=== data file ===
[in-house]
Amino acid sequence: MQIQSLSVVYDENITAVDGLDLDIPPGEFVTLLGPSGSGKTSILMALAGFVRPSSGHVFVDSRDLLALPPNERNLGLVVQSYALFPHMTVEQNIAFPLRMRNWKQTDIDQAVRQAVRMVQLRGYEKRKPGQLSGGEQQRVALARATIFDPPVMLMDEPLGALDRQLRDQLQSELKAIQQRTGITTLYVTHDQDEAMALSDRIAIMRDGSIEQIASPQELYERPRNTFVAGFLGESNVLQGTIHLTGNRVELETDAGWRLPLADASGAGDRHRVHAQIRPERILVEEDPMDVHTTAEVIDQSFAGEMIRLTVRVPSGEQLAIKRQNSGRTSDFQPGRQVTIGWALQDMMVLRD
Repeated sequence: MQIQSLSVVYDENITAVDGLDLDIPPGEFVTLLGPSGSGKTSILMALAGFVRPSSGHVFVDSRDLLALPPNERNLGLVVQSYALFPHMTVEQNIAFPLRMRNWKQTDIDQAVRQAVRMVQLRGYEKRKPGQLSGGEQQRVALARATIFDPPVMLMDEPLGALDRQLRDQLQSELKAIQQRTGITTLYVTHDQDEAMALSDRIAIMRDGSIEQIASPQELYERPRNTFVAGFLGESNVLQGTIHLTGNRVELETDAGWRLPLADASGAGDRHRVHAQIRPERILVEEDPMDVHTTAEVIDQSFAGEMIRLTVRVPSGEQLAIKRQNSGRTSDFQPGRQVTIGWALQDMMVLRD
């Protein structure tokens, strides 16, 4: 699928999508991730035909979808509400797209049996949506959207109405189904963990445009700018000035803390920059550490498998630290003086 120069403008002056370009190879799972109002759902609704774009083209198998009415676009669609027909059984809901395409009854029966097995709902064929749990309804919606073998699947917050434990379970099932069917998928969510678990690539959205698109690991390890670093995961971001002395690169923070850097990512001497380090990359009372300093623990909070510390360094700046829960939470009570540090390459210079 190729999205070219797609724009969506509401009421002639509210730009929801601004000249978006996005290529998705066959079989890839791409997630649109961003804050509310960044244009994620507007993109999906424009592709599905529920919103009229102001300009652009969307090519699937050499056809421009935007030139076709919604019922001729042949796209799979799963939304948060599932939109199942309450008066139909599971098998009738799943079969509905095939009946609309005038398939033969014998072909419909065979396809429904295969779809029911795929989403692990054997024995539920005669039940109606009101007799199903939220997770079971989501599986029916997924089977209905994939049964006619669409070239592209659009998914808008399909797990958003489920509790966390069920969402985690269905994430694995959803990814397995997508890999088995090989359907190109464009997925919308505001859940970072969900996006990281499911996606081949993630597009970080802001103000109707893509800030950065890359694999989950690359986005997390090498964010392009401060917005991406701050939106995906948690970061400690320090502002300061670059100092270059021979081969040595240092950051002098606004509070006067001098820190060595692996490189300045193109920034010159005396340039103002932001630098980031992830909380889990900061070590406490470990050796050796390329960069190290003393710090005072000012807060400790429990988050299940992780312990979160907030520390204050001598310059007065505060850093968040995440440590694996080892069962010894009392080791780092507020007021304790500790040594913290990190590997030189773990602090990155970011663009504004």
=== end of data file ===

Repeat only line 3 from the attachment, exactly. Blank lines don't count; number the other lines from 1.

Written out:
Repeated sequence: MQIQSLSVVYDENITAVDGLDLDIPPGEFVTLLGPSGSGKTSILMALAGFVRPSSGHVFVDSRDLLALPPNERNLGLVVQSYALFPHMTVEQNIAFPLRMRNWKQTDIDQAVRQAVRMVQLRGYEKRKPGQLSGGEQQRVALARATIFDPPVMLMDEPLGALDRQLRDQLQSELKAIQQRTGITTLYVTHDQDEAMALSDRIAIMRDGSIEQIASPQELYERPRNTFVAGFLGESNVLQGTIHLTGNRVELETDAGWRLPLADASGAGDRHRVHAQIRPERILVEEDPMDVHTTAEVIDQSFAGEMIRLTVRVPSGEQLAIKRQNSGRTSDFQPGRQVTIGWALQDMMVLRD